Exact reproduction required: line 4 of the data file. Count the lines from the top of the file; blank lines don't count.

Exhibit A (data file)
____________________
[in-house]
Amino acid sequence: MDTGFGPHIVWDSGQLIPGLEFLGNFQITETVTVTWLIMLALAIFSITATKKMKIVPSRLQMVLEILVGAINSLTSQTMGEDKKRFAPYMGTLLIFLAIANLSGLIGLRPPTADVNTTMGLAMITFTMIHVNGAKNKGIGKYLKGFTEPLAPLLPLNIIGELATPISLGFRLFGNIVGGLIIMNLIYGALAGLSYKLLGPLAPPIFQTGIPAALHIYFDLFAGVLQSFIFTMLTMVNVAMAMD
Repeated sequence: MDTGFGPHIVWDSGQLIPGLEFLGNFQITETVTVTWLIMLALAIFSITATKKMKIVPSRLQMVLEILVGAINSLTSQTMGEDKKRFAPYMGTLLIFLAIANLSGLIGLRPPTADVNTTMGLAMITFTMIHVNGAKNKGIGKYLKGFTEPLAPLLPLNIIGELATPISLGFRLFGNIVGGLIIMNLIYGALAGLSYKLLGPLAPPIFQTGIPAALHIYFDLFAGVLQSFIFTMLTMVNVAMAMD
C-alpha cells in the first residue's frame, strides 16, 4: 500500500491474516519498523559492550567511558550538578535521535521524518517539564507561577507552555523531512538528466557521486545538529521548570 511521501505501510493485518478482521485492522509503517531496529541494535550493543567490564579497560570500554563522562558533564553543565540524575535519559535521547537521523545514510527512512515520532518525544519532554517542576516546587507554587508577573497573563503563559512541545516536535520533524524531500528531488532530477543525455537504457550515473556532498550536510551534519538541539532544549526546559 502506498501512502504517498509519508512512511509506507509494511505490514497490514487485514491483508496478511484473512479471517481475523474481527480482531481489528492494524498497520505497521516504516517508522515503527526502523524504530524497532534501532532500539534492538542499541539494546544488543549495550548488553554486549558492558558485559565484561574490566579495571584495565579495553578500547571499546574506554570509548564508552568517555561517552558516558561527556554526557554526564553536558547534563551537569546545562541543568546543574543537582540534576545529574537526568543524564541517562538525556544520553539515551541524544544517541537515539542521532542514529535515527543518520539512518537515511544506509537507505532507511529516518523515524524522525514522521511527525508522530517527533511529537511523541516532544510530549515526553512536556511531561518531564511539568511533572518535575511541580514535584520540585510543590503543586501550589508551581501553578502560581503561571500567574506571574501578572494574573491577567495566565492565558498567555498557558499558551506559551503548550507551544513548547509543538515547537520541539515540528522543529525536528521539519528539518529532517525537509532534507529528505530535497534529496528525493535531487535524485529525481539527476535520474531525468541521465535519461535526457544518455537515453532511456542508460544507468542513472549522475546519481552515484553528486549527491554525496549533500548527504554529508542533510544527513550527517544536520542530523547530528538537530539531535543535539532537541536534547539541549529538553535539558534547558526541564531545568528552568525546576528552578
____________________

C-alpha cells in the first residue's frame, strides 16, 4: 500500500491474516519498523559492550567511558550538578535521535521524518517539564507561577507552555523531512538528466557521486545538529521548570 511521501505501510493485518478482521485492522509503517531496529541494535550493543567490564579497560570500554563522562558533564553543565540524575535519559535521547537521523545514510527512512515520532518525544519532554517542576516546587507554587508577573497573563503563559512541545516536535520533524524531500528531488532530477543525455537504457550515473556532498550536510551534519538541539532544549526546559 502506498501512502504517498509519508512512511509506507509494511505490514497490514487485514491483508496478511484473512479471517481475523474481527480482531481489528492494524498497520505497521516504516517508522515503527526502523524504530524497532534501532532500539534492538542499541539494546544488543549495550548488553554486549558492558558485559565484561574490566579495571584495565579495553578500547571499546574506554570509548564508552568517555561517552558516558561527556554526557554526564553536558547534563551537569546545562541543568546543574543537582540534576545529574537526568543524564541517562538525556544520553539515551541524544544517541537515539542521532542514529535515527543518520539512518537515511544506509537507505532507511529516518523515524524522525514522521511527525508522530517527533511529537511523541516532544510530549515526553512536556511531561518531564511539568511533572518535575511541580514535584520540585510543590503543586501550589508551581501553578502560581503561571500567574506571574501578572494574573491577567495566565492565558498567555498557558499558551506559551503548550507551544513548547509543538515547537520541539515540528522543529525536528521539519528539518529532517525537509532534507529528505530535497534529496528525493535531487535524485529525481539527476535520474531525468541521465535519461535526457544518455537515453532511456542508460544507468542513472549522475546519481552515484553528486549527491554525496549533500548527504554529508542533510544527513550527517544536520542530523547530528538537530539531535543535539532537541536534547539541549529538553535539558534547558526541564531545568528552568525546576528552578